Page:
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Author Topic: What to say to neighbors  (Read 748 times)

Offline Ben Framed

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Re: What to say to neighbors
« Reply #20 on: September 01, 2020, 12:07:29 pm »
Seed casings?  Bees? 😊
For this people's heart is waxed gross, and their ears are dull of hearing, and their eyes they have closed; lest at any time they should see with their eyes and hear with their ears, and should understand with their heart, and should be converted, and I should heal them.

Offline 2Sox

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Re: What to say to neighbors
« Reply #21 on: September 02, 2020, 09:12:23 am »
Seed casings?  Bees? 😊

Bird see feeders.
"Good will is the desire to have something else stronger and more beautiful for this desire makes oneself stronger and more beautiful." - Eli Siegel, American educator, poet, founder of Aesthetic Realism

Offline JurassicApiary

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Re: What to say to neighbors
« Reply #22 on: September 02, 2020, 12:35:07 pm »
I agree with many of the positions stated and recap the points I feel most important:

I would NOT advise your neighbors.
Keep up with inspections.
Have a water source.
Know the law for bees your areas; Follow the rules and you should be fine.
Out of sight, out of mind.

Offline Nock

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Re: What to say to neighbors
« Reply #23 on: September 02, 2020, 02:14:33 pm »
I wouldn?t say a thing. Also think about flight path.

Offline So-apiary

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Re: What to say to neighbors
« Reply #24 on: September 02, 2020, 08:16:05 pm »
Wow!  Huge thanks to everyone who replied!  I'm glad I asked about this before I naively went and blabbed my intentions all over the neighborhood.  'Nuf said, I'll keep my big mouth shut.  However, the street I live on has nothing but brand new houses with hardly a tree in sight anywhere, so my hives will definitely be visible to anyone who looks.  There's no camouflaging them since everything is out in the open here.  I'm just gonna hope that the average Joe won't recognize a horizontal hive, since that's what I'll be using, instead of the typical Langstroth.

I checked the state and local laws here a few weeks ago and was assured that raising bees won't present a problem as far as ordinances or laws go as long as I don't sell bee products from my home, which would then cross into regulations for home businesses.  I'm lucky that everyone I spoke with was very friendly and freely shared all the information they could come up with.  One fellow has really been great and has gone out of his way to find resources for me.  Just today, he emailed me about a virtual beekeeping class being held next week.  Of course I signed up for it.  I've had a hard time getting much response from local beekeeping clubs because of Covid.  I keep asking if anyone is willing to do some virtual classes or meetings, but most of them don't even answer my emails or calls.  So I was especially glad to hear about the virtual class.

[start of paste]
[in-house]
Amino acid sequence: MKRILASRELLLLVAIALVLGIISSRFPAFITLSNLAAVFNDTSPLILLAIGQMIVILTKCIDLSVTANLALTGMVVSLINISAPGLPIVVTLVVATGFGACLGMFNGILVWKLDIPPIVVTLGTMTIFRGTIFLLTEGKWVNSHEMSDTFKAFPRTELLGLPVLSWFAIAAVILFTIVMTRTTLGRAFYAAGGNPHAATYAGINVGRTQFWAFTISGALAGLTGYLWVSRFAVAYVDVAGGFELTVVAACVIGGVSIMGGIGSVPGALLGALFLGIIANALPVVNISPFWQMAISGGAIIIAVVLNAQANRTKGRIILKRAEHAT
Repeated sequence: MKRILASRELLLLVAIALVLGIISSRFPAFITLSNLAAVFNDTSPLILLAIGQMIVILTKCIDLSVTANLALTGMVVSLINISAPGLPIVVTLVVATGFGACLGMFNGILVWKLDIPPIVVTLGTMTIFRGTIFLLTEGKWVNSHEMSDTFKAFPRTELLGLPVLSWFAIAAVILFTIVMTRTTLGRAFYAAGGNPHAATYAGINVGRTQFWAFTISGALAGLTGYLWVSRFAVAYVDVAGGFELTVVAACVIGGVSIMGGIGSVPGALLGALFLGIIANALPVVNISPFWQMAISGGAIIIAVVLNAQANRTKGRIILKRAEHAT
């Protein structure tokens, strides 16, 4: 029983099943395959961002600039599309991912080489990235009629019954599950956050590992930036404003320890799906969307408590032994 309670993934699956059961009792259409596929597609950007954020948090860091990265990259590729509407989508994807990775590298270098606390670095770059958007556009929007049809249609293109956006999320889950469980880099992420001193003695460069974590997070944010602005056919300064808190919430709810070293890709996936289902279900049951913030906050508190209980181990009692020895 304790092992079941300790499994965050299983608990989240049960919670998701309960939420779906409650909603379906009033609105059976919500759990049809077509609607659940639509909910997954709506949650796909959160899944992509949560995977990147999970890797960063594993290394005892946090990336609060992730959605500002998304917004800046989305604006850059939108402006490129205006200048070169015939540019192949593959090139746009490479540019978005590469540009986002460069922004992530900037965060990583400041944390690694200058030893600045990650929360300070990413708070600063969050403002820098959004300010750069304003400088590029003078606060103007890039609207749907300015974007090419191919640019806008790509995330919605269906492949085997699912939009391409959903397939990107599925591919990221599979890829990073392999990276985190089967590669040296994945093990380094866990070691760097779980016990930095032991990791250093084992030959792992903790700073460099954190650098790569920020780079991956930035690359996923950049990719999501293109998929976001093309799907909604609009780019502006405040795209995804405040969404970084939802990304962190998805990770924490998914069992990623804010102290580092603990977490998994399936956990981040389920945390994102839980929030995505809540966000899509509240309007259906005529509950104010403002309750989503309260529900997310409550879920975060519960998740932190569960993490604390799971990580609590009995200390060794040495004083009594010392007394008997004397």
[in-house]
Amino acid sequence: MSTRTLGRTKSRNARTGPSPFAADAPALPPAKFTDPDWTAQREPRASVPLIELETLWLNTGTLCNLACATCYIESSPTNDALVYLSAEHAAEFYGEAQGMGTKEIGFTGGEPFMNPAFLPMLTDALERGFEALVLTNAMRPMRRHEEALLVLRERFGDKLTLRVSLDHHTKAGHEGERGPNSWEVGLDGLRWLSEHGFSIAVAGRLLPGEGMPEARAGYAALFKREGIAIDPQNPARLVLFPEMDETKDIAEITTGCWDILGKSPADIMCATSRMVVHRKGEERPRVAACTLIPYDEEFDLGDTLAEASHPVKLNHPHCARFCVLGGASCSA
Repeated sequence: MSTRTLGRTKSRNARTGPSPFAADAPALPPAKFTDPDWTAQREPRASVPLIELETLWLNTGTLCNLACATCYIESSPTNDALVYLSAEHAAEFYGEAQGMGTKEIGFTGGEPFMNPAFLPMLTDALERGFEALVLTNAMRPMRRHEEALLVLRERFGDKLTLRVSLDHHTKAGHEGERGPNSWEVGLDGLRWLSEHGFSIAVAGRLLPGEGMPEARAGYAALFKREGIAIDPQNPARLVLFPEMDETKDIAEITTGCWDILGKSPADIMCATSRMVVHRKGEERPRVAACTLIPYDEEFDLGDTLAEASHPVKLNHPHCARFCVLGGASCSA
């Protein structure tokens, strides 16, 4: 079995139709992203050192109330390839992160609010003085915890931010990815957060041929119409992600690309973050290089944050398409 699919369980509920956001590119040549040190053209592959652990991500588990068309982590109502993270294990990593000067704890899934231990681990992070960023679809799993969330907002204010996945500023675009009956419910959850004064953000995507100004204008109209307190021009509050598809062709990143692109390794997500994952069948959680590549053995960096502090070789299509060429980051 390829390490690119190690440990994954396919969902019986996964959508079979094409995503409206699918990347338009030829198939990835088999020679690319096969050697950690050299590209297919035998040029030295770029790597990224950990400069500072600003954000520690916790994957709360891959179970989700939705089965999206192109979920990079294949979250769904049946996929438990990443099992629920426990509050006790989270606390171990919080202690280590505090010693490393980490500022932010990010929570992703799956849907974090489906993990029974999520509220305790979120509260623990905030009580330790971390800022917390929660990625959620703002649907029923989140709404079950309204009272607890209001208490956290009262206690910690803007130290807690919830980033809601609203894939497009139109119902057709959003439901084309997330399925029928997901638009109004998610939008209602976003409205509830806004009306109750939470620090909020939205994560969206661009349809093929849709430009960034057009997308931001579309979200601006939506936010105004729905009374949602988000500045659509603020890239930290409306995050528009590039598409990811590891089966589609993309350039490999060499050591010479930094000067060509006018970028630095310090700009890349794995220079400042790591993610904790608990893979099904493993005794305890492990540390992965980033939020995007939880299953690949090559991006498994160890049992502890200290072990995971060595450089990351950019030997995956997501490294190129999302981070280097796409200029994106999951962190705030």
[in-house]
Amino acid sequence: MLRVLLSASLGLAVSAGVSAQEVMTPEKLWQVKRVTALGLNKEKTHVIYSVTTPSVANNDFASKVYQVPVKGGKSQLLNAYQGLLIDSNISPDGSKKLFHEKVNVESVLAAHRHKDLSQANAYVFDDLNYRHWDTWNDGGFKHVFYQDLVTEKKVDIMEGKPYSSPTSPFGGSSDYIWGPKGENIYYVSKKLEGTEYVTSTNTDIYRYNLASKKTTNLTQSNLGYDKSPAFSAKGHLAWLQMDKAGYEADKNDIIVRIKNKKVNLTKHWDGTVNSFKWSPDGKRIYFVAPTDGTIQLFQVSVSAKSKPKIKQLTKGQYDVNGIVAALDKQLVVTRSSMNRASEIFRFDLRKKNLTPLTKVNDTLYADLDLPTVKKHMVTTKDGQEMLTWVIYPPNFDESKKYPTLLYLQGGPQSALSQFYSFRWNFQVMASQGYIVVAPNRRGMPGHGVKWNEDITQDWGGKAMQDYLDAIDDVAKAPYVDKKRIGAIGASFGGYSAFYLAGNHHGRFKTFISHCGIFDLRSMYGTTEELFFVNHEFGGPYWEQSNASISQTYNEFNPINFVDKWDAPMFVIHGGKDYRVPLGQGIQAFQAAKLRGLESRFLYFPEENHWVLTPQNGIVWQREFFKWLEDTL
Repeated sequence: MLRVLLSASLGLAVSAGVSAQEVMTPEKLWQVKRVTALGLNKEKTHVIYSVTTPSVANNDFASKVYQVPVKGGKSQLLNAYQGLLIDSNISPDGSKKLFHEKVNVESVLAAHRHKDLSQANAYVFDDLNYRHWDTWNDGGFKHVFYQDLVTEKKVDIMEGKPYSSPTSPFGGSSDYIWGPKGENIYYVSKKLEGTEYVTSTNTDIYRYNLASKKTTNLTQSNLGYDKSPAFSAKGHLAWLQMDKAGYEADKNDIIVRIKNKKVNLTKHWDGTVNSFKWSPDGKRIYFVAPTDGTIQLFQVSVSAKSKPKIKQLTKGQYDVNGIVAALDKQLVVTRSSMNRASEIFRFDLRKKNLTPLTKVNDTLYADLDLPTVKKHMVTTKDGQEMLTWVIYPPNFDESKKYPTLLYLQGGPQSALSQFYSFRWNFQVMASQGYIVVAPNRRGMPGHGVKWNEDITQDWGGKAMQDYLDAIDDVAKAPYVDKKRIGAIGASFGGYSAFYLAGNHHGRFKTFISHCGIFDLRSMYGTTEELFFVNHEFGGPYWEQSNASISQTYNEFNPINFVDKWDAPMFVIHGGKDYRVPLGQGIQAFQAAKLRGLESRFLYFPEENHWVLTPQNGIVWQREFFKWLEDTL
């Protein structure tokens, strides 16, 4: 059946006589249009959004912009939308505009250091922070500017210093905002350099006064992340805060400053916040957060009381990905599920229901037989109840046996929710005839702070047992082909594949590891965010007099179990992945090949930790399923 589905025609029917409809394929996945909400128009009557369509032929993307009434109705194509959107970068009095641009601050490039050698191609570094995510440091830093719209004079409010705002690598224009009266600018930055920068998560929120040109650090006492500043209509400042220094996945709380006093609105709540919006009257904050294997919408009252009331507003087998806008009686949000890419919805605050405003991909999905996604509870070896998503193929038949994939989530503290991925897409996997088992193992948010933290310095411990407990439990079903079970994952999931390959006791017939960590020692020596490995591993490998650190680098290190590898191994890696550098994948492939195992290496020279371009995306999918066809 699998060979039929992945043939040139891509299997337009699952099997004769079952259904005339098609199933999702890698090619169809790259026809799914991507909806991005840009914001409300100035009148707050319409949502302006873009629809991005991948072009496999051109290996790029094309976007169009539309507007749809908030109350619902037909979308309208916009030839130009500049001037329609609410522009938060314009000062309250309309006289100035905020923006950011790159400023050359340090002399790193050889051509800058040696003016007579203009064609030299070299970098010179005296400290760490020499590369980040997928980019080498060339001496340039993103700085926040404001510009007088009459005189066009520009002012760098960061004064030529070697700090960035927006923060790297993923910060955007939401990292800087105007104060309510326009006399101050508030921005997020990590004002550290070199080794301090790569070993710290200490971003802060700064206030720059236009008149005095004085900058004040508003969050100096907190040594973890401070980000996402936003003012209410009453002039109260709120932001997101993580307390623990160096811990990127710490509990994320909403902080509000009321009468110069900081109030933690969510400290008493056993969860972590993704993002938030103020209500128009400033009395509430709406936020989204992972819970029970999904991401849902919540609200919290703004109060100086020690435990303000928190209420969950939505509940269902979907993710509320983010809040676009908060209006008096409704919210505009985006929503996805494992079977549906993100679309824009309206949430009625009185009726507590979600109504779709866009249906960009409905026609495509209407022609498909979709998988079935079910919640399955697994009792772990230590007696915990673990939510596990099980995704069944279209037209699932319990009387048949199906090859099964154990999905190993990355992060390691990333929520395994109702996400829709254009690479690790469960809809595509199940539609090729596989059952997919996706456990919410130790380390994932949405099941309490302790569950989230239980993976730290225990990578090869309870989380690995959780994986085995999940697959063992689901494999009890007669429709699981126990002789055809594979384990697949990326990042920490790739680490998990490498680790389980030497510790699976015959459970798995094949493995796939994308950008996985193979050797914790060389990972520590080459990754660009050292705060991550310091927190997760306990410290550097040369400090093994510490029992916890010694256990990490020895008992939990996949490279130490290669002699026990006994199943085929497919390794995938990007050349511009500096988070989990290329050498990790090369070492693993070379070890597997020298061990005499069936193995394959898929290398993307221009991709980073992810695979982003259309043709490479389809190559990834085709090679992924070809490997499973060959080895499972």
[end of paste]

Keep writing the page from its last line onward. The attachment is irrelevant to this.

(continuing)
I do realize the importance of being a responsible beekeeper and want to do my best at that, for myself, the bees, and my neighbors.  Thank you all for being so helpful.  It's probably obvious how much I don't know about all this, so I'm especially grateful that I can come here and get answers to my questions, no matter how goofy they may be.  I'd dearly love to find a mentor so I could maybe get some hands-on experience before setting up my hive, but... well... Covid.  Everyone has battened down the hatches, no in-person mentoring to be had.  So thanks again for helping me out with such great and thoughtful answers.

Offline sawdstmakr

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Re: What to say to neighbors
« Reply #25 on: September 02, 2020, 11:40:18 pm »
So,
Keep checking. Some clubs are doing mentoring. The one in Jacksonville is.
I recommend you put up a 6? by 6? fence around the hive to conseal it since there are no natural bushes.
Jim Altmiller

Offline Ben Framed

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Re: What to say to neighbors
« Reply #26 on: September 03, 2020, 12:05:05 am »
Another good point Mr Jim. There has been 17 posters from different levels of experience, which have unanimously expressed the idea of keeping your bee business to yourself with many good points made as well.   
For this people's heart is waxed gross, and their ears are dull of hearing, and their eyes they have closed; lest at any time they should see with their eyes and hear with their ears, and should understand with their heart, and should be converted, and I should heal them.

Offline Ben Framed

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Re: What to say to neighbors
« Reply #27 on: September 03, 2020, 12:24:45 am »
> Thank you all for being so helpful.  It's probably obvious how much I don't know about all this, so I'm especially grateful that I can come here and get answers to my questions, no matter how goofy they may be.  I'd dearly love to find a mentor so I could maybe get some hands-on experience before setting up my hive, but... well... Covid